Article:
if (error) return <p>Error :(</p>;

  const { name, cuisine, reviews } = data.planets_by_pk;

  return (
    <div>
      <h3>
        {name} <Badge>{cuisine}</Badge>
      </h3>
      <InputForm
        inputVal={inputVal}
        onChange={(e) => setInputVal(e.target.value)}
        onSubmit={() => {}}
        buttonText="Submit"
      />
      <List>
        {reviews.map((review) => (
          <ListItem key={review.id}>{review.body}</ListItem>
        ))}
      </List>
    </div>
  );
};

export default Planet;
Planet.js

Step 2: Test review mutation

We'll use a mutation to add new reviews. We test our mutation with GraphiQL in the Hasura console.

Insert review mutation in GraphiQL

And convert it to accept variables so we can use it in our code.

Insert review mutation with variables

Step 3: Create action

The Bene Gesserit have requested us to not allow (cough censor cough) the word "fear" in the reviews. We create an action for the business logic that will check for this word whenever a user submits a review.

"Derive action" button

Inside our freshly minted action, we go to the "Codegen" tab.

"Codegen" tab

We select the nodejs-express option, and copy the handler boilerplate code below.

Boilerplate code for nodejs-express

We click "Try on Glitch," which takes us to a barebones express app, where we can paste our handler code.

Pasting our handler code in Glitch

Back inside our action, we set our handler URL to the one from our Glitch app, with the correct route from our handler code.

Handler URL

We can now test our action in the console. It runs like a regular mutation, because we don't have any business logic checking for the word "fear" yet.

Testing our action in the console

Step 4: Add business logic

In our handler, we add business logic that checks for "fear" inside the body of the review. If it's fearless, we run the mutation as usual. If not, we return an ominous error.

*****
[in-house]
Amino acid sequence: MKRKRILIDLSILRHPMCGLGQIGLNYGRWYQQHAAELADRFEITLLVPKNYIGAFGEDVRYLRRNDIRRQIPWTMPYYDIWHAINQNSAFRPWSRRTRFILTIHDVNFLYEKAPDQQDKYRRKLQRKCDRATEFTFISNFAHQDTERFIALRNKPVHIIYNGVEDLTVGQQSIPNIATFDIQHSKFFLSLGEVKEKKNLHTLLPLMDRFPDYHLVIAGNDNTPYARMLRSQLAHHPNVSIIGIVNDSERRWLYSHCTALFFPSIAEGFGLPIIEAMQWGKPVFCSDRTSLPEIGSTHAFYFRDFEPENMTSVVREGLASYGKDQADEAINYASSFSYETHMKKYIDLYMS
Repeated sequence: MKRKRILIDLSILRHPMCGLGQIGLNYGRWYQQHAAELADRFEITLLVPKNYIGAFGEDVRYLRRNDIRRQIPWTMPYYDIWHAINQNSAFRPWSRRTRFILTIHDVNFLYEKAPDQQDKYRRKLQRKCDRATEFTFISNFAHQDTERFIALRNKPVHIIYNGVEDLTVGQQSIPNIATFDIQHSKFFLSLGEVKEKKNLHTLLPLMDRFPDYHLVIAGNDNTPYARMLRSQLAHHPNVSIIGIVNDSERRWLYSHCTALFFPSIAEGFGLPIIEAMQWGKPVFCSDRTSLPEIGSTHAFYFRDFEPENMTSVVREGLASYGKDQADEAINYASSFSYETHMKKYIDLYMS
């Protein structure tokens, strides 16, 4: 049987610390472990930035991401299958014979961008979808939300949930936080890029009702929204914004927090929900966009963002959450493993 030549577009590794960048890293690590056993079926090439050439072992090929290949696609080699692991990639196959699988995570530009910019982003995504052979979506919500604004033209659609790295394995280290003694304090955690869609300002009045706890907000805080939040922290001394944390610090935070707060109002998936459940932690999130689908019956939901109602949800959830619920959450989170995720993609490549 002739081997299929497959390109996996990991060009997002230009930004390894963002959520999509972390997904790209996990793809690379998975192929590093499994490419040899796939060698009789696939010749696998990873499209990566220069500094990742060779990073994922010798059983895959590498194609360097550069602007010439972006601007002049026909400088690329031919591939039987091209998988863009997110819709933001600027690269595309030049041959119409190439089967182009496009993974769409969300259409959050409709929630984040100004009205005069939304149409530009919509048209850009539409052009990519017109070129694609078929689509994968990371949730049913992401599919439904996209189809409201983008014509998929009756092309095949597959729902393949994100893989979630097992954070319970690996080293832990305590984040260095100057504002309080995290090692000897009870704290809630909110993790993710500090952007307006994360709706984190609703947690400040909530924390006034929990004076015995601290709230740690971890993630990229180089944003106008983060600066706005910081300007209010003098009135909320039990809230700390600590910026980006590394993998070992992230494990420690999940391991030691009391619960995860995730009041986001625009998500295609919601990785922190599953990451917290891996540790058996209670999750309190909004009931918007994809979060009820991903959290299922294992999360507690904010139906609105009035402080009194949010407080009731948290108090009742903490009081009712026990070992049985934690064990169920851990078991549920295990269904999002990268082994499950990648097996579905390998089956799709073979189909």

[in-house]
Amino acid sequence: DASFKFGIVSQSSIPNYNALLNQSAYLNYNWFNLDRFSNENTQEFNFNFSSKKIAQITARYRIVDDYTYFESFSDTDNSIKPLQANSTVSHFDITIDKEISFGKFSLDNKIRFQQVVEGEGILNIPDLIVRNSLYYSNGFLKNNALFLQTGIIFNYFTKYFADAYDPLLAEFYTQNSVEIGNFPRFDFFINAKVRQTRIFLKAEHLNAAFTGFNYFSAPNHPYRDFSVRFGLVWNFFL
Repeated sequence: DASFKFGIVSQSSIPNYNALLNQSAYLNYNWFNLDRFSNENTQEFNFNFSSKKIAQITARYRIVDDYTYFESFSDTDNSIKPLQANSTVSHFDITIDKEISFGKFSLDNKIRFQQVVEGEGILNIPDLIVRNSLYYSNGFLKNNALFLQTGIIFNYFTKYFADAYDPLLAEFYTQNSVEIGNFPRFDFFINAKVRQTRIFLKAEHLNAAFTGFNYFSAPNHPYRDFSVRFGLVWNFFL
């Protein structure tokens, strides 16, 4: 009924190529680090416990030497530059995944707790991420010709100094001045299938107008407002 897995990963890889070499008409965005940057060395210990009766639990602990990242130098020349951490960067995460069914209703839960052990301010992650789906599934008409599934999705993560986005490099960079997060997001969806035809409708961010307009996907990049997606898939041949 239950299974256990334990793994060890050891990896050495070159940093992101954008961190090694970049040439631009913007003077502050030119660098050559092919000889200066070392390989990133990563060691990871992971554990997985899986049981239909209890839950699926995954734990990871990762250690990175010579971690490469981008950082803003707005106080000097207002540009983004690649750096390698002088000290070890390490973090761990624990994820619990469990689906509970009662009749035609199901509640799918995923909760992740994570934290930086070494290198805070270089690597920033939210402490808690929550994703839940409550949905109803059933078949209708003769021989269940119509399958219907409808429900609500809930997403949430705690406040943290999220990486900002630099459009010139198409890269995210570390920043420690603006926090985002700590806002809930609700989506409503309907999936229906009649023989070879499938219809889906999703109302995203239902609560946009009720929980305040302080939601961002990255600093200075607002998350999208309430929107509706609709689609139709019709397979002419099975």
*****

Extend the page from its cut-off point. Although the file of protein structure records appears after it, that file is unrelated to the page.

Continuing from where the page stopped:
Business logic checking for "fear"

If we run the action with "fear" now, we get the error in the response:

Testing our business logic in the console

Step 5: Order reviews

Our review order is currently topsy turvy. We add a created_at column to the reviews table so we can order by newest first.

reviews(order_by: { created_at: desc })

Step 6: Add review mutation

Finally, we update our action syntax with variables, and copy paste it into our code as a mutation. We update our code to run this mutation when a user submits a new review, so that our business logic can check it for compliance (ahem obedience ahem) before updating our database.

import React, { useState } from "react";
import { useSubscription, useMutation, gql } from "@apollo/client";
import { List, ListItem } from "./shared/List";
import { Badge } from "./shared/Badge";
import InputForm from "./shared/InputForm";

const PLANET = gql`
  subscription Planet($id: uuid!) {
    planets_by_pk(id: $id) {
      id
      name
      cuisine
      reviews(order_by: { created_at: desc }) {
        id
        body
        created_at
      }
    }
  }
`;

const ADD_REVIEW = gql`
  mutation($body: String!, $id: uuid!) {
    AddFearlessReview(body: $body, id: $id) {
      affected_rows
    }
  }
`;

const Planet = ({
  match: {
    params: { id },
  },
}) => {
  const [inputVal, setInputVal] = useState("");
  const { loading, error, data } = useSubscription(PLANET, {
    variables: { id },
  });
  const [addReview] = useMutation(ADD_REVIEW);

  if (loading) return <p>Loading ...</p>;
  if (error) return <p>Error :(</p>;

  const { name, cuisine, reviews } = data.planets_by_pk;

  return (
    <div>
      <h3>
        {name} <Badge>{cuisine}</Badge>
      </h3>
      <InputForm
        inputVal={inputVal}
        onChange={(e) => setInputVal(e.target.value)}
        onSubmit={() => {
          addReview({ variables: { id, body: inputVal } })
            .then(() => setInputVal(""))
            .catch((e) => {
              setInputVal(e.message);
            });
        }}
        buttonText="Submit"
      />
      <List>
        {reviews.map((review) => (
          <ListItem key={review.id}>{review.body}</ListItem>
        ))}
      </List>
    </div>
  );
};

export default Planet;
Planet.js

If we submit a new review that includes "fear" now, we get our ominous error, which we display in the input field.

Testing our action via the UI

Step 7: We did it! 🎉

Congrats on building a full-stack React & GraphQL app!

High five

What does the future hold?

spice_must_flow.jpg

If only we had some spice melange, we would know. But we built so many features in so little time! We covered GraphQL queries, mutations, subscriptions, routing, searching, and even custom business logic with Hasura actions! I hope you had fun coding along.

What other features would you like to see in this app? Reach out to me on Twitter, and I'll make more tutorials! If you're inspired to add features yourself, please do share – I'd love to hear about them :)